Price Gouging Could Impale Obama's Healthcare Law
In recent weeks, I've talked to a handful of large healthcare firms and medical practices that offer specialty medical services. I asked them what kinds of prices they're soliciting from the new health plans now taking shape under Obamacare.
These providers said that they're demanding, and in some cases securing, pretty rich reimbursement rates from the new, Obamacare health plans.
If this trend broadens, it could impale the President's healthcare law.
To take care of patients that will be covered by the new insurance scheme, these providers are requesting payment rates that are higher than what they're being offered by Medicare. Some providers are even insisting on premiums over what they're paid by the existing private, employer-based health plans.
In short, the provider groups don't really want the Obamacare business, unless they can extract a premium for taking on these new contracts. Some of the Obamacare plans, stuck in markets where there are few competing groups of providers to choose among, are being forced to accept these high prices.
It wasn't supposed to play out this way. We were told providers would be discounting to get the volume of business that Obamacare offered as the new legislation banded large groups of patients into statewide insurance pools.
The exchanges, however, aren't looking like such attractive markets.
The people that now seem most likely to enter these state-based insurance pools, and buy the new coverage, represent a costly mix of patients with a lot of pre-existing medical conditions. The volume is also unlikely to materialize.
Most of all, providers say that they don't want to undercut their existing contracts, which in many cases were struck with the same insurance companies that are now offering the new Obamacare plans. Providers fear that if they discount in one market, they'll be forced to discount across all of their different segments.
So far from mining discounts, it's more likely that Obamacare plans could be gouged.
A central premise was that Obamacare would lower costs by giving health plans a negotiating edge over providers. But the consolidation that's now rampant in healthcare is starting to give certain providers counter leverage over health plans.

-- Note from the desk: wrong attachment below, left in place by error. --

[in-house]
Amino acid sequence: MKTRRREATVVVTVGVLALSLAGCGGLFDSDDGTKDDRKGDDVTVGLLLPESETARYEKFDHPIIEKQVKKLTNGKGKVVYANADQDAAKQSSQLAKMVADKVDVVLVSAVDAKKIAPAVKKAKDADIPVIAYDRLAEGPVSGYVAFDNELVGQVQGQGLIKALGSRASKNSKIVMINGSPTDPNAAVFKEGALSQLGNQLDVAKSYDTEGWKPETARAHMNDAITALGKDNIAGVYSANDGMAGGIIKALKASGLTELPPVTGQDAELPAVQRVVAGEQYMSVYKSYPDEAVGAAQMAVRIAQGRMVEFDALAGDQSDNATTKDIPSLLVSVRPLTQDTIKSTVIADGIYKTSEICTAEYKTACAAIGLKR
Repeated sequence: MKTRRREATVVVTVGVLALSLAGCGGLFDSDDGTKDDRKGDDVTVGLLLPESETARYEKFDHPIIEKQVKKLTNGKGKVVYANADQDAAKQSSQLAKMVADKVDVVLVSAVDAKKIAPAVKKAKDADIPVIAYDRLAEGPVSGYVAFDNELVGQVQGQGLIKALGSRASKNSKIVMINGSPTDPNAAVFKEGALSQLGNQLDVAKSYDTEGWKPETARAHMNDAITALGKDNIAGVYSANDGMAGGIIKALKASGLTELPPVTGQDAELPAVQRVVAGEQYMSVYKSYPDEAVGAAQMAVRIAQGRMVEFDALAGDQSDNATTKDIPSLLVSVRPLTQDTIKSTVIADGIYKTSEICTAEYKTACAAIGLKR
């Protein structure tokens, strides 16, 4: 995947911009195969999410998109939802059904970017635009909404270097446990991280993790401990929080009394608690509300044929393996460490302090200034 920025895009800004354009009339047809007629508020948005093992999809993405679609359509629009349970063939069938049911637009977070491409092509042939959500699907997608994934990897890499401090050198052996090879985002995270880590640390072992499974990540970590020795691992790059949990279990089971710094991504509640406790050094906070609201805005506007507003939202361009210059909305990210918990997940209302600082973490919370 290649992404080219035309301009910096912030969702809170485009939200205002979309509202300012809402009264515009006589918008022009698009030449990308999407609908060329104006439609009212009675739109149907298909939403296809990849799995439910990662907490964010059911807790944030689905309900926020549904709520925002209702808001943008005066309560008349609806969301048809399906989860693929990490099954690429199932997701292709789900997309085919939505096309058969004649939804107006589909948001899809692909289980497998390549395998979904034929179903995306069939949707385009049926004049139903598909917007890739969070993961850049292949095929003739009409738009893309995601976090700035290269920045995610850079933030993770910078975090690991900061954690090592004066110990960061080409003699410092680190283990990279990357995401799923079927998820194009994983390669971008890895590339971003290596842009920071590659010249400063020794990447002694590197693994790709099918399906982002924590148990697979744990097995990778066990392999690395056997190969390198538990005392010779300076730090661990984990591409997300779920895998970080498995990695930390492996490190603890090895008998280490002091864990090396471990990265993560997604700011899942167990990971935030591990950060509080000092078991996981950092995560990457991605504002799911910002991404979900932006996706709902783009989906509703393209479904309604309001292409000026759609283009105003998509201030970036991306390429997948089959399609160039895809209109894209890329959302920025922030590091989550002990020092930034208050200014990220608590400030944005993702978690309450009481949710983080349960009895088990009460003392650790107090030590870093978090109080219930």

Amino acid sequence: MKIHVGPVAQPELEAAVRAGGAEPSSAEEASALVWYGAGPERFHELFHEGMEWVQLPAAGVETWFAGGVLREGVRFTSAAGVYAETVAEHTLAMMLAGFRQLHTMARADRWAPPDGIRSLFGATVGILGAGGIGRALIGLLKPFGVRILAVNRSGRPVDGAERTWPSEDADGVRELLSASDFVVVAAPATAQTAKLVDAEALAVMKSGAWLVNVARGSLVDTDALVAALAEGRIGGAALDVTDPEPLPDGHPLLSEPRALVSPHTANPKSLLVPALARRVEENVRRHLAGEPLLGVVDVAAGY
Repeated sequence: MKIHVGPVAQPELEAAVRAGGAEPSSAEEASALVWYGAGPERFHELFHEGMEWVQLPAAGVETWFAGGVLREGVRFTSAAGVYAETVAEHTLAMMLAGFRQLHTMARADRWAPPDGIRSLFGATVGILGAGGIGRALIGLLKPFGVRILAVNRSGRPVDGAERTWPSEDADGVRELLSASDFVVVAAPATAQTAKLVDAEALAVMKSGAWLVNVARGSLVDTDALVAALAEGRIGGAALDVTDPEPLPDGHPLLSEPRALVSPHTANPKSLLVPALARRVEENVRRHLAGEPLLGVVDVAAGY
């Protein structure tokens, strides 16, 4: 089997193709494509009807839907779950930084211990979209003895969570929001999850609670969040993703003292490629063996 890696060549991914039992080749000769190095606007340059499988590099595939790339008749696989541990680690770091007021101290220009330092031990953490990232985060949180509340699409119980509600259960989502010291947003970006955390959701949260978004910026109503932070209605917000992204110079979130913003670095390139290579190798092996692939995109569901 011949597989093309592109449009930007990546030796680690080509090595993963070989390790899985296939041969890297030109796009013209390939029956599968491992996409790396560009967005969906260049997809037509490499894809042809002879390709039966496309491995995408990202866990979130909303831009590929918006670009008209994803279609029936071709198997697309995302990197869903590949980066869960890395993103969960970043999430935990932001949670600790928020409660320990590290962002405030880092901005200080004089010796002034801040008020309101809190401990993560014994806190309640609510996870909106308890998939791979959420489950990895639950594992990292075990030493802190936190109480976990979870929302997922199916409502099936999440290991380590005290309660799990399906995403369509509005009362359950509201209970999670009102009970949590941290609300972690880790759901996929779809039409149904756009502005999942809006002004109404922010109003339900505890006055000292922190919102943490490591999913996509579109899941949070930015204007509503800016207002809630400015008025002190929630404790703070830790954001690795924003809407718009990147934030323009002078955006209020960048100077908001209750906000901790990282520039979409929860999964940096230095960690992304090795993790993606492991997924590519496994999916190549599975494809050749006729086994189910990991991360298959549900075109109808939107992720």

The architects of Obamacare have only themselves to blame for this phenomenon.
Many provider groups are locked into historical contracts with the existing insurance schemes. So even as they band together and gain market leverage, they can't quickly or easily bump up their rates. When it comes to the new Obamacare plans, providers are starting fresh. They can use their leverage to set a new price.
That's precisely what many are now doing.
The Affordable Care Act encouraged providers to consolidate into large, multispecialty groups as a way for doctors to be able to take on "capitated" financial risk. The entire arrangement is a throwback to the late 1990s and the advent of the original Health Maintenance Organizations (HMOs).
Under the scheme, doctors are paid lump sums of money to care for large groups of patients. The idea is to put the financial risk on the doctor for the cost of the medical care that they deliver. This was a central premise for how Obamacare would put financial pressure on providers as a way to help to lower healthcare costs.
This resurrection of that old, HMO model isn't unfolding as Obamacare's architects envisioned. Hospitals, in particular, are taking the financial bait that the new health law offers, and are using it to binge buy local medical practices. Their goal is to create geographic monopolies. At the same time, doctors have started to feel their own urge to merge. They're banding together to form large, integrated practices.
This is pushing up the cost of medical care. Healthcare, after all, is a local endeavor. That's why national solutions are innately flawed. No solution requires as much remote, central engineering as Obamacare. By driving local markets toward large structures that could take capitated risk, Obamacare has also created doctor monopolies that can now exert leverage on the prices for their services.
This is showing up first in the contracting over the Obamacare plans because that's where the newly empowered provider groups have their first chance at a fresh start. But expect this same pricing power to be flexed in other contracts as existing arrangements come due. This doesn't bode well for Obamacare, or the rest of us.
By driving the consolidation of providers, Obamacare has dismantled the last vestiges of local competition for medical services. Now the government will have to contend with the markets they eviscerated, and the cartels that they created.